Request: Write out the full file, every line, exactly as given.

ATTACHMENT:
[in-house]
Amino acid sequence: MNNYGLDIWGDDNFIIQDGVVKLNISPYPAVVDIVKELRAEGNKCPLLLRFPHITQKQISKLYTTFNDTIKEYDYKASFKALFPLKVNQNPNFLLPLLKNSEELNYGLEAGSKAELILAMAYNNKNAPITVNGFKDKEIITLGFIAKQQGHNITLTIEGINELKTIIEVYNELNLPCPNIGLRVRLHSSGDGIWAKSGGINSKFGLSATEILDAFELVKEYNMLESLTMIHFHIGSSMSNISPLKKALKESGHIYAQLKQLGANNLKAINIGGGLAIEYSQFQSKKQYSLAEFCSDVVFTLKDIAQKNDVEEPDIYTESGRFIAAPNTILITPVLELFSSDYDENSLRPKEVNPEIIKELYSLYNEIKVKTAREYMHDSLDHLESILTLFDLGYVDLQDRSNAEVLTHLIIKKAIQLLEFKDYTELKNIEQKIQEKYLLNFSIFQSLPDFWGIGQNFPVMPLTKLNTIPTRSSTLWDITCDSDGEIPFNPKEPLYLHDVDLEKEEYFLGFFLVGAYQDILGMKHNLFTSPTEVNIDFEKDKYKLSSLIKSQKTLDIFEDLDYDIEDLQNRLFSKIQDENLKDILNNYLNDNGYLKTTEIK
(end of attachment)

[in-house]
Amino acid sequence: MNNYGLDIWGDDNFIIQDGVVKLNISPYPAVVDIVKELRAEGNKCPLLLRFPHITQKQISKLYTTFNDTIKEYDYKASFKALFPLKVNQNPNFLLPLLKNSEELNYGLEAGSKAELILAMAYNNKNAPITVNGFKDKEIITLGFIAKQQGHNITLTIEGINELKTIIEVYNELNLPCPNIGLRVRLHSSGDGIWAKSGGINSKFGLSATEILDAFELVKEYNMLESLTMIHFHIGSSMSNISPLKKALKESGHIYAQLKQLGANNLKAINIGGGLAIEYSQFQSKKQYSLAEFCSDVVFTLKDIAQKNDVEEPDIYTESGRFIAAPNTILITPVLELFSSDYDENSLRPKEVNPEIIKELYSLYNEIKVKTAREYMHDSLDHLESILTLFDLGYVDLQDRSNAEVLTHLIIKKAIQLLEFKDYTELKNIEQKIQEKYLLNFSIFQSLPDFWGIGQNFPVMPLTKLNTIPTRSSTLWDITCDSDGEIPFNPKEPLYLHDVDLEKEEYFLGFFLVGAYQDILGMKHNLFTSPTEVNIDFEKDKYKLSSLIKSQKTLDIFEDLDYDIEDLQNRLFSKIQDENLKDILNNYLNDNGYLKTTEIK